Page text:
Thursday, April 15

The mysterious lines of unknown origin discovered by NASA in Siberia


The mysterious pattern of lines discovered by NASA.

The mysterious pattern of lines discovered by NASA.
EP

Mysterious landforms, for which there is no conclusive explanation, they have been located in Siberia by scientists at NASA’s Earth Observatory.

In the images acquired by the instrument Operational Land Imager (OLI) and Landsat 8, twirling and twirling stripe patterns are seen around an area of ​​hills in the north central Siberian plateau at 66 degrees latitude. On steeper hills, the fringes form narrow loops that spiral from the top of the hill to the bottom. As they descend towards the banks of the river, they begin to fade. Eventually the stripes disappear at lower elevations and latitudes.

There are several possible causes for the distinctive stripe pattern, and answers vary by season and according to the experience of the researcher.

This part of the central Siberian plateau lies within the Arctic Circle, where air temperatures stay below zero for most of the year. Much of the landscape is covered in permafrost that can extend tens to hundreds of meters below the surface. There are different levels of intensity, but this area is generally covered by permafrost for 90 percent of the year.

The land thaws occasionally, and freeze-thaw cycles have been known to create patterns of polygons, circles and stripes on the surface (what is known as “patterned soil”). In the case of the images, the stripes could be elongated circles stretched out on the slopes by such thaw cycles. However, studies have shown that these types of fringes generally occur on a much smaller scale and tend to be oriented downward.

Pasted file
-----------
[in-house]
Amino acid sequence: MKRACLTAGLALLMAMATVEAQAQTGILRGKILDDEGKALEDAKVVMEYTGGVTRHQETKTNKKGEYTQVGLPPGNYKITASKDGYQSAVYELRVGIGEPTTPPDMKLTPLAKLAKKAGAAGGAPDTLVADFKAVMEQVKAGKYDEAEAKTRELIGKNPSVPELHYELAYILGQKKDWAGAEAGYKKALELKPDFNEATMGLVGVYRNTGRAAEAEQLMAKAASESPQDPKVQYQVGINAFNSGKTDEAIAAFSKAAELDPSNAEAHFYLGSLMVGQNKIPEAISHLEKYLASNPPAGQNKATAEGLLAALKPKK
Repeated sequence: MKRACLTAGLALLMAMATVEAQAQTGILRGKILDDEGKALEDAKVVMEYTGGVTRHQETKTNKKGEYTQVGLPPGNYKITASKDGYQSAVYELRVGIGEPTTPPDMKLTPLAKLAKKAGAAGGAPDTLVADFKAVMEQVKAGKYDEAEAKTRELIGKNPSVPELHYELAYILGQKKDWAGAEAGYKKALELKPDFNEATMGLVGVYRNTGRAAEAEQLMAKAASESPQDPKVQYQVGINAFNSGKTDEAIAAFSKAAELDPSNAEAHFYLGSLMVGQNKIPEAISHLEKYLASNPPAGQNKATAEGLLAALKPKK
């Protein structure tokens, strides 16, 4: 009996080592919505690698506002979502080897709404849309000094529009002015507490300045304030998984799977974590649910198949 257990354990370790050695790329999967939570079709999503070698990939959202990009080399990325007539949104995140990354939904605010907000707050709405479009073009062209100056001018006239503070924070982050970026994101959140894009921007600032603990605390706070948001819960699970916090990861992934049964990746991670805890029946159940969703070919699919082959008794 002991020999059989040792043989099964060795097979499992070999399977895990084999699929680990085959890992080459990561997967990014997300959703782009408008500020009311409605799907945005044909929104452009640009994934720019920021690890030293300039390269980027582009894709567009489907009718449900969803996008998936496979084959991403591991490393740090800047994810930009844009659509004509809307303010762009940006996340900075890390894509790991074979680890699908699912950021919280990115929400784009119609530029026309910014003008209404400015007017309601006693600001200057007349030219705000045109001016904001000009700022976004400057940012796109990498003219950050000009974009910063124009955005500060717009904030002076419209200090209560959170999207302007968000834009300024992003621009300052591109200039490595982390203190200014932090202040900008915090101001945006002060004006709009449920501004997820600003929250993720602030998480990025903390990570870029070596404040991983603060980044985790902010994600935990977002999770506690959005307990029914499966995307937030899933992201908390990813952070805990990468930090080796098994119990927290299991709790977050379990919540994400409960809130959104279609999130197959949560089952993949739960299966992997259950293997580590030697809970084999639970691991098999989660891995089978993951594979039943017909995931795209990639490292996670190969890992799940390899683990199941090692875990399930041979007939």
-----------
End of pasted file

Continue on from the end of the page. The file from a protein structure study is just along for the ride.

For the geomorphologists, the nature of the soil offers another explanation for the stripes. In such cold regions, soils can become Gelisols, soils with permafrost in their upper two meters and often with darker and lighter layers distinguished by more organic matter or more mineral and sediment content. As the soil freezes and melts, the layers break apart and they are mixed vertically in a process called cryoturbation.

The persistent freeze-thaw action throughout the seasons can cause the layers to line up in a striped pattern. Different types of tundra vegetation (lichens, low shrubs, and moss) they could grow preferentially in these layers of Gelisol, accentuating the stripes that we see from above. But this hypothesis has not been tested on a large scale.

Layer cake geology

From a geologist’s perspective, the different fringes appear similar to layers of sedimentary rocks. Thomas Crafford of the United States Geological Survey called the pattern “geology of the layer cake”, where sedimentary rock layers have been exposed and dissected by erosion.

As the snow melts or the rain descends, chunks of sedimentary rock are dislodged and sent to the ravines below. Such erosion could cause a staggered pattern that appears as streaks from space similar to a slice of layered cake. This pattern is also known as “cliff and bank topography”.

In the winter Landsat image, the snow makes the stripe pattern stands out more than other seasons. The banks would be the lightest stripes (covered in snow) and the cliffs would be the darkest stripes. The digital elevation map of the Arctic The above, based on data from the ArcticDEM Project, provides a clearer perspective of the potential cliff and bank features.

“They look like little cannons, maybe like the Badlands of Dakota del Sur. The horizontal stripes appear to be different layers of sedimentary rock, “said Walt Meier, an ice specialist at the US National Ice and Snow Data Center. “The shape of the erosion pattern looks a little different than standard sedimentary erosion, but I assume it is due to permafrost. Rivers are eroding through frozen ground. There could also be some effect of frost affecting topography.”

Several rivers run through the plateau, including the Markha, and as the stripe pattern approaches the river, begins to fade. This could be the result of sediment accumulation along river banks due to millions of years of erosion.

Louise Farquharson, an arctic geologist at the University of Alaska-Fairbanks, pointed out a region in northern Alaska with a very similar stripe pattern that could be formed by a similar process.

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